I realise that many people do use one of these addresses as their primary email and so it may be a little inconvenient for some people but rest assured if you’re not actually a dirty spammer and you’d like to join the forum we’d love to have you on board, but please just send me a message via the contact page first with your name and email address and I’ll add you manually and override the email block for your address.
Sorry for any minor inconvenience that might cause, I’m afraid it’s the only way to deal with it at the moment.
Dear potential photo buyer,
If you have been directed to this page, it is likely that you have requested the use of an image or images for free or minimal compensation.
As professional photographers, we receive requests for free images on a regular basis. In a perfect world, each of us would love to be able to respond in a positive manner and assist, especially with projects or efforts related to areas such as education, social issues, and conservation of natural resources. It is fair to say that in many cases, we wish we had the time and resources to do more to assist than just send photographs.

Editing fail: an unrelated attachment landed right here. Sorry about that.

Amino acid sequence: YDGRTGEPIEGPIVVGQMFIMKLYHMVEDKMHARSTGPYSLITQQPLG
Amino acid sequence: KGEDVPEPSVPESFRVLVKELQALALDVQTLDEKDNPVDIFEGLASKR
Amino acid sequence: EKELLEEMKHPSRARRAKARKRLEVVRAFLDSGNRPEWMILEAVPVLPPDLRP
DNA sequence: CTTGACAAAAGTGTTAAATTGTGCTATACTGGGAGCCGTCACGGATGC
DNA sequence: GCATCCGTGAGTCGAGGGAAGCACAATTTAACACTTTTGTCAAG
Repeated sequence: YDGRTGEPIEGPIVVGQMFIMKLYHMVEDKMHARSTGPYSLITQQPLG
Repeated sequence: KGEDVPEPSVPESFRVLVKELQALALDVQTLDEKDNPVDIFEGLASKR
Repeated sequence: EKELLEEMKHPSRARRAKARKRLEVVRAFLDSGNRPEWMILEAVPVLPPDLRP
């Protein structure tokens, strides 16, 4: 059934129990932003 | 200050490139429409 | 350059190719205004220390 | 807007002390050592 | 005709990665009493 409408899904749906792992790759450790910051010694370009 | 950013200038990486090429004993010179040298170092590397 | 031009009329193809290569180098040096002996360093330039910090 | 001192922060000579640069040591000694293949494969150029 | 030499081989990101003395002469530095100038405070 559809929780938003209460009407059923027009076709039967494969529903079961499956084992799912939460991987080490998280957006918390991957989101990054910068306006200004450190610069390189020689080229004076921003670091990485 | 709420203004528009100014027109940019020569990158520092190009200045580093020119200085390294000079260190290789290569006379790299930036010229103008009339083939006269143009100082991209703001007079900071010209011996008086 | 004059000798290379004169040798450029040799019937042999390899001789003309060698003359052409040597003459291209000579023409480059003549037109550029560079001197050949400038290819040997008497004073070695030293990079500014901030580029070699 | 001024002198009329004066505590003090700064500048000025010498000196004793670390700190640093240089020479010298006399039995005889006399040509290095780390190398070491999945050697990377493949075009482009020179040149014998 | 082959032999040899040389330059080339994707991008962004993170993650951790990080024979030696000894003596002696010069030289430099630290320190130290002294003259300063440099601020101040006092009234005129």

Unfortunately, such are the practicalities of life that we are often unable to respond, or that when we do, our replies are brief and do not convey an adequate sense of the reasons underlying our response.
Circumstances vary for each situation, but we have found that there are a number of recurring themes, which we have set out below with the objective of communicating more clearly with you, and hopefully avoiding misunderstandings or unintentionally engendering ill will.
Please take the following points in the constructive manner in which they are intended. We certainly hope that after you have had a chance to read this, we will be able to talk again and establish a mutually beneficial working relationship.